Subscribers, government regulators and politicians plus strong competition from the cable TV companies are causing telcos to seriously consider every means for quickly increasing the broadband speeds they can offer over their copper wire telephone networks.
Broadcom, the DSL chipmaking king, jumped in to the G.fast market with a bang at this year’s Broadband World Forum. Its new chipset family, the BCM65200/900, will enable telcos to deliver fiber-like Gigabit performance over currently installed twisted pair copper cables. Broadcom called it “unlocking” the Gigabit-speed potential of telcos’ existing copper wire networks and said it provides telcos “a path to highly-competitive broadband services over the next several years.”
The telcos’ competition is, of course, the cablecos whose existing DOCSIS technology provides much faster broadband speeds than telcos offer — with the exception of all-fiber networks.
Most telcos use VDSL broadband technology so Broadcom’s BCM65200/900, for use in distribution points (where fiber meets copper), combines VDSL, G.fast and vectoring to provide telcos with the industry’s most integrated G.fast and G.vector infrastructure solution.
Broadcom said the BCM65200/900 family is “the only commercially available chipset solution to provide operators a means to selectively deploy G.fast to new customers in the same system as VDSL2, preventing the forklift upgrade required for alternative solutions.”
The chipset supports up to 36 lines of VDSL2 or six lines of G.fast, plus it has high-speed vector interfaces. Broadcom said the BCM65200/900 family “delivers the most power-efficient system solution for high-density G.vector DSLAMs as well as new G.fast-based fiber-to-the-distribution point (FTTdp) architectures.”
The BCM65200/900 family has full backward-compatibility to existing VDSL and ADSL technologies, including simultaneous G.fast and G.vector crosstalk cancellation.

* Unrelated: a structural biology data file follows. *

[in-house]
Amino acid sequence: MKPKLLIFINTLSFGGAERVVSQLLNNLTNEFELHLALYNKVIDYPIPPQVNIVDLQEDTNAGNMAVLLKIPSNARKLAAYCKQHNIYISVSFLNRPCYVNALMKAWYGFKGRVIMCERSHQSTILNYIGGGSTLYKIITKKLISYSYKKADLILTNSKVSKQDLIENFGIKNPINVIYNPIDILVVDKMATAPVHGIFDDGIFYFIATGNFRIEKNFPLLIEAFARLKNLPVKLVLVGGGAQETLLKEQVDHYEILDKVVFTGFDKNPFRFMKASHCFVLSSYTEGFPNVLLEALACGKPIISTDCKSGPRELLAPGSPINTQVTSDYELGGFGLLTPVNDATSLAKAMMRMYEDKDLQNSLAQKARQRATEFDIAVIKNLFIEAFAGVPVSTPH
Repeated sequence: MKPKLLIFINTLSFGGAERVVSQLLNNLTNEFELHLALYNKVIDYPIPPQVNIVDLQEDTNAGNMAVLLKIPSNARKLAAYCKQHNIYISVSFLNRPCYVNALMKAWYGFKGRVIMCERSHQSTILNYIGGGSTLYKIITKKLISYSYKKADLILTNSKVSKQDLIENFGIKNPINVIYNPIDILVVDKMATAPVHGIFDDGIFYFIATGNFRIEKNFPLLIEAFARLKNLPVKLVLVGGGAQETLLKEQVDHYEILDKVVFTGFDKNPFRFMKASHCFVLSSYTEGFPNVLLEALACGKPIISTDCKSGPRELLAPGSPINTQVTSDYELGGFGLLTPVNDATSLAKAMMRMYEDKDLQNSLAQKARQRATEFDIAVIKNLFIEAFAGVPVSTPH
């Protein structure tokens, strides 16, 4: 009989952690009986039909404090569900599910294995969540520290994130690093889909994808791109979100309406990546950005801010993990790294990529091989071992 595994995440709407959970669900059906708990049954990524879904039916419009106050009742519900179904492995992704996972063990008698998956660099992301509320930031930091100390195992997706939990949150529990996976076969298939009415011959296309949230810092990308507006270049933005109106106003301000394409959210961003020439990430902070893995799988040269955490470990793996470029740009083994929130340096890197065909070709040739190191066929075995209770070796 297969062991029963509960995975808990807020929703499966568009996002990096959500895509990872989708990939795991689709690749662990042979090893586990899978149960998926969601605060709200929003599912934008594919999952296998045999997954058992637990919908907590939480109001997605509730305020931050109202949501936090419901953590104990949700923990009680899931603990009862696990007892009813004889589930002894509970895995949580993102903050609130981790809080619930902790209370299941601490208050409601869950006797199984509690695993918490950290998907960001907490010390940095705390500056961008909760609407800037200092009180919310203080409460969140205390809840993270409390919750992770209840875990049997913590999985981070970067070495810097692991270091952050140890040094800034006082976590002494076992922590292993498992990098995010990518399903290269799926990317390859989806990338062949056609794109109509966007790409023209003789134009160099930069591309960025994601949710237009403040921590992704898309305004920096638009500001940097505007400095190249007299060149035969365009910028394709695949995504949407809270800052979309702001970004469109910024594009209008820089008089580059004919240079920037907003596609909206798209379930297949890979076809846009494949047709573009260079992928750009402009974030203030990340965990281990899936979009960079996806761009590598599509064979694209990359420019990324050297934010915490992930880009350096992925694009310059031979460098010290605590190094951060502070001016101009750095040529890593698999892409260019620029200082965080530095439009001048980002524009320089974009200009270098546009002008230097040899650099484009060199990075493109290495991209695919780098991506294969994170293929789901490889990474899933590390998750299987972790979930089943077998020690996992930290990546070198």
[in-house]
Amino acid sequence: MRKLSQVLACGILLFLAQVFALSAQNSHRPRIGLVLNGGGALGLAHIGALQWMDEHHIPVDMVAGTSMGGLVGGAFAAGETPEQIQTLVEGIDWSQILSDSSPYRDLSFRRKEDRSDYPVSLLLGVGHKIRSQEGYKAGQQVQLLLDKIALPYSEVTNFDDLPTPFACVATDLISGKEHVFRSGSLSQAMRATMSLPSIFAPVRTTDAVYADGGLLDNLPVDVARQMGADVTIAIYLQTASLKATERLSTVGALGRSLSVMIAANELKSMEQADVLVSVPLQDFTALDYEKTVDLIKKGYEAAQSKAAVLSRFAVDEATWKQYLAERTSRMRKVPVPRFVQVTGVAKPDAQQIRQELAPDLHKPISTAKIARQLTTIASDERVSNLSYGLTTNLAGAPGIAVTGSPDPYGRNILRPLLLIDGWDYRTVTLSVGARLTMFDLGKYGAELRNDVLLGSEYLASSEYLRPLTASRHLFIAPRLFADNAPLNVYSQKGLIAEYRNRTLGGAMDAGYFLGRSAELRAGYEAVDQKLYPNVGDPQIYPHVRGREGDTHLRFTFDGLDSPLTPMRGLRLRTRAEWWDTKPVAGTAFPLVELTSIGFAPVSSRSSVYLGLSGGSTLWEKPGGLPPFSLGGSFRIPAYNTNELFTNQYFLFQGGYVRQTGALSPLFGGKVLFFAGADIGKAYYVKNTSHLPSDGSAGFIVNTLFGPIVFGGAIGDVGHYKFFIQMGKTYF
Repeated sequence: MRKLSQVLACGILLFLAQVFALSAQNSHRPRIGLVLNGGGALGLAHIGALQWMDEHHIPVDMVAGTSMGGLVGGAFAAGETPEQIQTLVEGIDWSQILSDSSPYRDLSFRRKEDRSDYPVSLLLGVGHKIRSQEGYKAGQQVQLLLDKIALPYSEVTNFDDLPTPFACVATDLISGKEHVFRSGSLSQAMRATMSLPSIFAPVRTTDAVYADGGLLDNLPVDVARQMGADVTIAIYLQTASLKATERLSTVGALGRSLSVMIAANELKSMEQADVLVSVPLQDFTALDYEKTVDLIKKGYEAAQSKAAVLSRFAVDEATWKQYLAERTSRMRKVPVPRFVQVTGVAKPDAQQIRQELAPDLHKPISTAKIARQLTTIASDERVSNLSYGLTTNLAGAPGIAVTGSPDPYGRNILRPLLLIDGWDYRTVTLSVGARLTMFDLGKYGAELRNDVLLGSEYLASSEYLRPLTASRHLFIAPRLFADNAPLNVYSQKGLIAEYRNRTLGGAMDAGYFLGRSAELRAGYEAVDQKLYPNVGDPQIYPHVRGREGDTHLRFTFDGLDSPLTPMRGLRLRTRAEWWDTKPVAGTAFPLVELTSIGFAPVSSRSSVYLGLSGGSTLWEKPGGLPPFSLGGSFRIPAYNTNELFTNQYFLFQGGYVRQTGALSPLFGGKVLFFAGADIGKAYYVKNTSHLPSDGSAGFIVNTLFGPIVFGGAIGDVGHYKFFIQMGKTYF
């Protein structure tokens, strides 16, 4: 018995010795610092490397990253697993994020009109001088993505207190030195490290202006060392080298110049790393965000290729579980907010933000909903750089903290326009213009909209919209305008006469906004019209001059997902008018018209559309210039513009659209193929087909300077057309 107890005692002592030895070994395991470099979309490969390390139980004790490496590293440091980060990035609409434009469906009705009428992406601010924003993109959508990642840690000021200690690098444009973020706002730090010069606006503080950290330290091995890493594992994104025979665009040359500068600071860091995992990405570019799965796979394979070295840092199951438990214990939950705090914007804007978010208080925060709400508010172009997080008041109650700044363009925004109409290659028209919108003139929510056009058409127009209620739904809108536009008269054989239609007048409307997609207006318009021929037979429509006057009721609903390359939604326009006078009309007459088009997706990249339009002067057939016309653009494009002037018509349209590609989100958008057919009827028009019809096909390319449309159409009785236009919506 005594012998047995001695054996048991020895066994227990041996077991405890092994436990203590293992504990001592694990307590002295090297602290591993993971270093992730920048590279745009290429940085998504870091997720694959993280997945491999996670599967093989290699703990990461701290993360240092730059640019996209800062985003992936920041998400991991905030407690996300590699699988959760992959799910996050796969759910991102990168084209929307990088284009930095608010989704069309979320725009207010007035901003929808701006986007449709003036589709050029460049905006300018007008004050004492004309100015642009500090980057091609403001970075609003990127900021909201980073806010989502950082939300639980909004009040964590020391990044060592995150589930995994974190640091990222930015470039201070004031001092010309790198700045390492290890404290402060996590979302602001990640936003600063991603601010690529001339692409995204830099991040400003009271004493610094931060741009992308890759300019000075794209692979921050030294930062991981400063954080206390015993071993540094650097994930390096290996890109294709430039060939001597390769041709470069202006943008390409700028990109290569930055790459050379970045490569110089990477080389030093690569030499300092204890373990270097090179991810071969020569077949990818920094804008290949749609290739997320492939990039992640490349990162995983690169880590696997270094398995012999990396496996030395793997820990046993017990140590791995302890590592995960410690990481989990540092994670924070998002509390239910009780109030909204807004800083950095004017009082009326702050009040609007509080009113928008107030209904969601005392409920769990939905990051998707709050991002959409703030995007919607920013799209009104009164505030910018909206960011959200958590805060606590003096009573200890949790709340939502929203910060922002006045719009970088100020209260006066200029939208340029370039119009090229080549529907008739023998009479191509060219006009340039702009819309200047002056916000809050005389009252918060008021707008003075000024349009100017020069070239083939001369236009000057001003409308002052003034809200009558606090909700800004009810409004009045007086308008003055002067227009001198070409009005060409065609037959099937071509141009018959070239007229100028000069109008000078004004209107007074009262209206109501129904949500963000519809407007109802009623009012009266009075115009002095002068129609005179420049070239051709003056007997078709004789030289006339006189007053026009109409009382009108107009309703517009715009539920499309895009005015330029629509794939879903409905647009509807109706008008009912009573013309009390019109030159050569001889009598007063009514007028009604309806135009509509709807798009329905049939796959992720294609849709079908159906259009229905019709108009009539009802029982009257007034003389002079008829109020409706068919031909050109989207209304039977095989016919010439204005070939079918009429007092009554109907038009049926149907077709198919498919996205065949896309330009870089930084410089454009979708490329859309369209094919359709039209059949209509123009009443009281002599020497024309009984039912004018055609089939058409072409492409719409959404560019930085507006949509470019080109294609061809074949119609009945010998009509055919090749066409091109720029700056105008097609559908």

It said its G.fast technology for distribution points has “the industry’s highest density solution for G.fast, with bandwidth up to 1 Gbps over existing twisted pair of copper wires” — in short, existing copper telephone wires. The VDSL technology that’s in the chipset has “the world’s highest integration VDSL with 2x the density of its previous VDSL chipsets that support up to 36 ports of fully-vectored VDSL2.”
Four features that seem especially important to telcos are:
– Simultaneous support of G.fast, G.vector, VDSL2 and ADSL protocols on a per line basis
– Reduces VDSL2 power consumption per port up to 30% compared to its prior chipsets.
– Chip-, board- and system-level vectoring modes
– Integrates all 10G-KR vectoring interfaces, which lowers the bill-of-materials, size and power consumption and provides a direct interface to the line cards.
Broadcom said it’s sending sample quantities of the BCM65200/900 family to makers of telco equipment.
Greg Fischer, Broadcom’s SVP and general manager of its broadband carrier access products, said, “As an industry leader in G.vector and G.fast technologies, Broadcom is supporting the in-progress deployments and trials of operators evaluating cost-effective ways to boost the performance of their broadband services across existing access networks. Worldwide support for G.fast is growing as it enables operators to provide FTTH-like speeds without the cost associated with fiber deployments.”
We take Fischer’s statement as …
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